Unknown (2017, 6 27). USING COLOUR. Retrieved from SMITHSONIAN LIBRARIES: http://library.si.edu/exhibition/color-in-a-new-light/using

Physclips. (2017, June 23rd). Complementary colours, after-images, retinal fatigue, colour mixing and contrast sensitivity. Retrieved from Physclips.

Roque, G. (2017, JUNE 23). CHEVREUL’S COLOUR THEORY. Retrieved from CHEVRULS LAW F1 WEB: http://www.colour.org.uk/Chevreuls%20Law%20F1%20web%20good.pdf

Unknown. (2017, 6 27). Simultanism. Retrieved from Tate: http://www.tate.org.uk/art/art-terms/s/simultanism

PAINTING 1, PART1, Research Point Chiaroscuro

 

I had to explore the work of some artists whose art is a typical example of Chiaroscuro an Italian word meaning light and dark used in art to visually describe a third dimensional scene, or object. Used in its most extreme form it can produce a powerful picture, evoking an emotional response.

The use of Chiaroscuro has a possible origin dating back to ancient Greek and Romans, but it was an artist with a dubious character called Michelangelo Merisi de Caravaggio who fine-tuned the technique by darkening the shadow areas.

Merisi de Caravaggio

Saint John The Baptist  Probably 1610

http://www.caravaggio-foundation.org/St-John-the-Baptist.html

This is a beautifully painted picture of a young John the light revealing the most prominent items in the picture to be the boy and a red cloak. Light gives these shape and form, the sheep although picked out by light is beginning to have less form, as are the plants shown by a change of tone. What is fascinating is the use of light in the top left corner and the lower central bush, a mere touch of light on leaves is enough to give life and the suggestion of a three-dimensional form.

Jusepe Ribera

Paul The Hermit 1640

https://fineartamerica.com/featured/1-saint-paul-the-hermit-jusepe-de-ribera.html

 

Jusepe Ribera depicted as a follow of Caravaggio  was known as a Tenebrist painter and printmaker, though the painting above is more in the style of Chiaroscuro, it does show Chiaroscuro effect the dark background with delicate changes of tone show shape and Saint Paul lit by an opening in the cave a skulls form just picking out by half light. As Caravaggio the touch of light gives shape to the subject. I love this painting, the craggy face, bones of the knees and the sagging muscles all shown with great skill.

Peter Paul Reubens

Venus Frigida 1614

This oil painting by Reuben’s is another good example of Chiaroscuro although there is more detail in the painting than seen in others, it’s clear the light falling on Venus is depicting her three-dimensional shape emphasizing the curves of her body and Golden Hair. The painting was said to have been enlarged at a later stage, I didn’t know this when first picking the picture to study but felt it was unbalanced at first view.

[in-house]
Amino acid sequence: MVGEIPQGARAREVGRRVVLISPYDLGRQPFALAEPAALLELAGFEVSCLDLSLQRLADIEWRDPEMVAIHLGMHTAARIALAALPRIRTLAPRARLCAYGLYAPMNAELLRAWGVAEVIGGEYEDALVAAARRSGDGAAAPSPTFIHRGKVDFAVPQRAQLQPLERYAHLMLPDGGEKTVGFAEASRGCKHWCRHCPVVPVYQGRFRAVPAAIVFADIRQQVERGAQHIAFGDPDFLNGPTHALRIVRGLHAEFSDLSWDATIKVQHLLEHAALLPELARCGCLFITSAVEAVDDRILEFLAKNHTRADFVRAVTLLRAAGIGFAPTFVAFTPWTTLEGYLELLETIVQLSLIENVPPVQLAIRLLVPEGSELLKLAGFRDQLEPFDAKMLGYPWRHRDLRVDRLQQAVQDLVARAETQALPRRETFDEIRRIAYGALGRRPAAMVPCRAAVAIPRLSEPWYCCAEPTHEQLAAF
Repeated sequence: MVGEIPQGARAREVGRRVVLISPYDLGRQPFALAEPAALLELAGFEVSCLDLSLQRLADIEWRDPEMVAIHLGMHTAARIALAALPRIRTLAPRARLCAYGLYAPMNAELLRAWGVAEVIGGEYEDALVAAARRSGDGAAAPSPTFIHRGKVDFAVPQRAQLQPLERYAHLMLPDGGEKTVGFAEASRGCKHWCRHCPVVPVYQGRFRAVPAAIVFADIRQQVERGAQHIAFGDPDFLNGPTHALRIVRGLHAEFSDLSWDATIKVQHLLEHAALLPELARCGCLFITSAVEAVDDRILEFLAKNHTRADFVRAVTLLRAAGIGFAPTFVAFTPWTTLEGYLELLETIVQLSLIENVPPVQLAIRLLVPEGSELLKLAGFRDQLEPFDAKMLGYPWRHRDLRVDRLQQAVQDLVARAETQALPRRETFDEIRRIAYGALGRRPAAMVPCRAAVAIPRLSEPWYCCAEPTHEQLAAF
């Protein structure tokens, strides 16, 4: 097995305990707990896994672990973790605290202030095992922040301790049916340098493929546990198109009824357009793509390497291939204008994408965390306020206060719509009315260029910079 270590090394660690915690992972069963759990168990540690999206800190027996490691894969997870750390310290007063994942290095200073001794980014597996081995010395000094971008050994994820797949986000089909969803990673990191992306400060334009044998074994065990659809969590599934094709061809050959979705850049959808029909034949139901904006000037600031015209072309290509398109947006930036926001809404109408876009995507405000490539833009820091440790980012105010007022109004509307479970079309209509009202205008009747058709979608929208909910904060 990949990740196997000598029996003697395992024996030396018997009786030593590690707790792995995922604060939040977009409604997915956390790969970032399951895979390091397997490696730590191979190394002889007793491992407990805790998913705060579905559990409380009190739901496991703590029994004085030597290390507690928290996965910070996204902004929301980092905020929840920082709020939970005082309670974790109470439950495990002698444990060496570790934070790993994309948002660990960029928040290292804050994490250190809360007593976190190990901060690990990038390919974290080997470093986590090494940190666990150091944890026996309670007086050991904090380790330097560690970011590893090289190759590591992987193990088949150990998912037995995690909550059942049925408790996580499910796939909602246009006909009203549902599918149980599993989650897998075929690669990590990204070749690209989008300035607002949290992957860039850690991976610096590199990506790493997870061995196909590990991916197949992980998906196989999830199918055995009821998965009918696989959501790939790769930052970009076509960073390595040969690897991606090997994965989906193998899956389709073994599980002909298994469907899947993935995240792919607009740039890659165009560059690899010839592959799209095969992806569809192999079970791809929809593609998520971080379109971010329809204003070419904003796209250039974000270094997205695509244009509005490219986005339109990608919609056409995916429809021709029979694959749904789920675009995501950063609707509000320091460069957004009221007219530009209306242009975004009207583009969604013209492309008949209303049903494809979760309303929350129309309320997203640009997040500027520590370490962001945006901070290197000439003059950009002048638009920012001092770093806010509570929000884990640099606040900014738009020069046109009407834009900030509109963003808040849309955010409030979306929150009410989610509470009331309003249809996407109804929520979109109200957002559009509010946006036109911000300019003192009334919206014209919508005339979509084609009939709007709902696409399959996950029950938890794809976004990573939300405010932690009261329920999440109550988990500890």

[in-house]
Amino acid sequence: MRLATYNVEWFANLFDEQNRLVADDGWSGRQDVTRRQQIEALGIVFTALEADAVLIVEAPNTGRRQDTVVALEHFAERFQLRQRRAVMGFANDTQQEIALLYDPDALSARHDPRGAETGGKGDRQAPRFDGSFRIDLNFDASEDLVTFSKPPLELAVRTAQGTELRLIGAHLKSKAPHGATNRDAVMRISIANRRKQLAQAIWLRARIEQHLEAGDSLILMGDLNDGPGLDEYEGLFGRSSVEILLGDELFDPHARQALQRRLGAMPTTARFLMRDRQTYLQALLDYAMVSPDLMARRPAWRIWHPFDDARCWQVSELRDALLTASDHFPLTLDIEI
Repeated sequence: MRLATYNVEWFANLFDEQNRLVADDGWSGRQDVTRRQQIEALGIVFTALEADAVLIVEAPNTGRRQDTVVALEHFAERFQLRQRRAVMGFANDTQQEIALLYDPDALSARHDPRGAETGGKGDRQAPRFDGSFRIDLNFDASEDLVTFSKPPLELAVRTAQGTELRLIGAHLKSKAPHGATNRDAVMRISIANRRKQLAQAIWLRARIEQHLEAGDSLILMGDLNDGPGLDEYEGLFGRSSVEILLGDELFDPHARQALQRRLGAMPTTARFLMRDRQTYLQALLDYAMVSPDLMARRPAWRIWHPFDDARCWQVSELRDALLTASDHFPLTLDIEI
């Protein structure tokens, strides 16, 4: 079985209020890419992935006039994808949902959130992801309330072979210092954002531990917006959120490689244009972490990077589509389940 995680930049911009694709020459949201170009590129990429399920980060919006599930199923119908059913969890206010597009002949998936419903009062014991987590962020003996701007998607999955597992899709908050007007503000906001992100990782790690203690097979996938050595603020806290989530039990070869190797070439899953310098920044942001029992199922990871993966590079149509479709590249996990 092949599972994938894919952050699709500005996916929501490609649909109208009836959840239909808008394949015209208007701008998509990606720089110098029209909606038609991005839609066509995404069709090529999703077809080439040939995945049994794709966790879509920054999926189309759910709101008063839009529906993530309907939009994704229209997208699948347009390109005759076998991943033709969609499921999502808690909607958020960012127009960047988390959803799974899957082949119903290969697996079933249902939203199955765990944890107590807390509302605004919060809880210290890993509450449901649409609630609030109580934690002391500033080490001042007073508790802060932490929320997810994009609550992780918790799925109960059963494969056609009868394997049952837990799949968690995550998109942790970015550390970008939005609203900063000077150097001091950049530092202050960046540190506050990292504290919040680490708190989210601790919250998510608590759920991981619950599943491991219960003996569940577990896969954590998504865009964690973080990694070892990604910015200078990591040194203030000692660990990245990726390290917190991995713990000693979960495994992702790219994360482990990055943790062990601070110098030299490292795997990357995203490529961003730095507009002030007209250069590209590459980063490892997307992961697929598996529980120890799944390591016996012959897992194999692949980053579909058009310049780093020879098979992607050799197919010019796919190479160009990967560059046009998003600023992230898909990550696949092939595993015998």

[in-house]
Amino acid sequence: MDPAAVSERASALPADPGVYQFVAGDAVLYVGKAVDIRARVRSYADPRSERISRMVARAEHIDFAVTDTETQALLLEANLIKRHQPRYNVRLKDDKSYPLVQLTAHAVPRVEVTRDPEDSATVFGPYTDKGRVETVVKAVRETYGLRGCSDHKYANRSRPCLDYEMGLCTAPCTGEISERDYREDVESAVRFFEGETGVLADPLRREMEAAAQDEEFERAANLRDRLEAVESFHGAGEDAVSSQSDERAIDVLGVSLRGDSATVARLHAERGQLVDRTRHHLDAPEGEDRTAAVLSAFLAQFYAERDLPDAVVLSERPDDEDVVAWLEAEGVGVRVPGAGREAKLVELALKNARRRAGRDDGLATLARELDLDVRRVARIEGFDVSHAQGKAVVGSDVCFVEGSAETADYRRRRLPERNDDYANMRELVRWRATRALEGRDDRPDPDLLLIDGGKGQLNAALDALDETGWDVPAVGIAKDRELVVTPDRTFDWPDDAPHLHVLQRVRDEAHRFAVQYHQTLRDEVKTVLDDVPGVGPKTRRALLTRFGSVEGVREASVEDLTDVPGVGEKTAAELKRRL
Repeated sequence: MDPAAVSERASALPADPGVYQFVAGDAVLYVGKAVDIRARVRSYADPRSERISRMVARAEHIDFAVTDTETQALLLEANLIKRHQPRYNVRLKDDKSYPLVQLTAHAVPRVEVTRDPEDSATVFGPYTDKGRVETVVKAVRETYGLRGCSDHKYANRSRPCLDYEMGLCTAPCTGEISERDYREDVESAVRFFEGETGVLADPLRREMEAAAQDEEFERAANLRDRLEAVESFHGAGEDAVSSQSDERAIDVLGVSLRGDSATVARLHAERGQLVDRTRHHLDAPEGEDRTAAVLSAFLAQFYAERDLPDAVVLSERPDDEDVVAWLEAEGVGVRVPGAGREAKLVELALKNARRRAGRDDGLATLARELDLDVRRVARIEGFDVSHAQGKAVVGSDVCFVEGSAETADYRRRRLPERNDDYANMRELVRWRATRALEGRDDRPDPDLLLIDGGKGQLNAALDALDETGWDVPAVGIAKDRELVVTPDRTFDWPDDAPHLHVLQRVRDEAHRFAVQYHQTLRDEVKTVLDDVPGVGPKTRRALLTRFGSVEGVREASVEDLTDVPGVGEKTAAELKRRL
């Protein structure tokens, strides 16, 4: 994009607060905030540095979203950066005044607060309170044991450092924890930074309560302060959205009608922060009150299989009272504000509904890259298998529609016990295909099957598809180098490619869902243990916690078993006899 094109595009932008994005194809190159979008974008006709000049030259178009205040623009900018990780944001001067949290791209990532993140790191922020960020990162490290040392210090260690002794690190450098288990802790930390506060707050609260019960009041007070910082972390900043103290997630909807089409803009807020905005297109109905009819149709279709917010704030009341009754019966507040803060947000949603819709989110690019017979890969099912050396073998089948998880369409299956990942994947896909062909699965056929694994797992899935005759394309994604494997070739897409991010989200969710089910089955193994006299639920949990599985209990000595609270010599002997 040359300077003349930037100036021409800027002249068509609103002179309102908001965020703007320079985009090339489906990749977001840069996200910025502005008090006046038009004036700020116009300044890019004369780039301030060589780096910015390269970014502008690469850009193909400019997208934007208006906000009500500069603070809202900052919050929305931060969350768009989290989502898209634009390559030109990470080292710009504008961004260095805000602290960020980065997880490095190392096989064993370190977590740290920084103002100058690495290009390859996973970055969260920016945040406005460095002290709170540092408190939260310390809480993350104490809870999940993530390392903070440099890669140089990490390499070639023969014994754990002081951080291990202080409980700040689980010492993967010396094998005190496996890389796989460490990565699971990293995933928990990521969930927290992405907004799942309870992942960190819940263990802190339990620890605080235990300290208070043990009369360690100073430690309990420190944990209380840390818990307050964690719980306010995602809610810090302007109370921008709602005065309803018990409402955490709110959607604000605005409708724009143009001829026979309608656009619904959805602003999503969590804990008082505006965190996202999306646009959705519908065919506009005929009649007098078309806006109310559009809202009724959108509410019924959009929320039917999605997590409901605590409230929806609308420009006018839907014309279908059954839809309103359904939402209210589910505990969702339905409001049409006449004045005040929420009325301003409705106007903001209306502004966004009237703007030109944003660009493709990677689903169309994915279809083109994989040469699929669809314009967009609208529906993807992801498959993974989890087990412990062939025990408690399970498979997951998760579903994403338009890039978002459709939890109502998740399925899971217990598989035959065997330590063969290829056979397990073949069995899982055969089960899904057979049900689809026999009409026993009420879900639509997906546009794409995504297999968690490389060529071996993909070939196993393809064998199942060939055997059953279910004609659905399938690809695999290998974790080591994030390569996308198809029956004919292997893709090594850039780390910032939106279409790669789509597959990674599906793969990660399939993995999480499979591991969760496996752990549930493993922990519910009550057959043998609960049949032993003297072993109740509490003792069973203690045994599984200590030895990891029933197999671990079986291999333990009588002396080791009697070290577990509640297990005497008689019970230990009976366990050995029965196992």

John Constable

 

I chose John Constable because I can see what he means when he says through application of light and sky the painter conveyed emotion capturing what he called the chiaroscuro of nature.” He made a series of engravings from his prints engraved by printmaker David Lucas the second series had the subtitle Principally Intended to Mark the Phenomena of the Chiar’Oscuro of Nature.

http://www.tate.org.uk/art/artworks/constable-lucas-old-sarum-second-plate-t04035

This print and its dramatic light and dark is a good example of how nature does indeed create its own chiaroscuro effect.

 

 

 

Adam Butler, C. V. (1994). The Art Book. New York: Phaidon Press Ltd.

America, F. A. (2017, April 23). Saint Paul The Hermit. Retrieved from Fine Art America: https://fineartamerica.com/featured/1-saint-paul-the-hermit-jusepe-de-ribera.html

Caravaggio. (2017, May 23). Retrieved from Caravaggio the Complete Works: http://www.caravaggio-foundation.org/St-John-the-Baptist.html

Chiaroscuro. (2017, May 23). Retrieved from Encyclopaedia Britannica: https://www.britannica.com/art/chiaroscuro

John Constable. (2017, May 23). Retrieved from National Gallery of Art USA: https://www.nga.gov/content/ngaweb/Collection/highlights/highlight1147.html

John Constable, David Lucas, Old Sarum (second plate). (2017, May 23). Retrieved from Tate: http://www.tate.org.uk/art/artworks/constable-lucas-old-sarum-second-plate-t04035

John the Baptist (Caravaggio). (2017, April 26). Retrieved from Wikipedia: https://en.wikipedia.org/wiki/John_the_Baptist_(Caravaggio)

Venus Frigida. (2017, 5 23). Retrieved from Baroque: http://barokinvlaanderen.vlaamsekunstcollectie.be/en/node/7963

Venus Frigida: Rubens’s portrait of love in a cold climate. (2017, May 2017). Retrieved from The Guardian: https://www.theguardian.com/artanddesign/picture/2011/dec/16/venus-frigida-rubens-jonathan-jones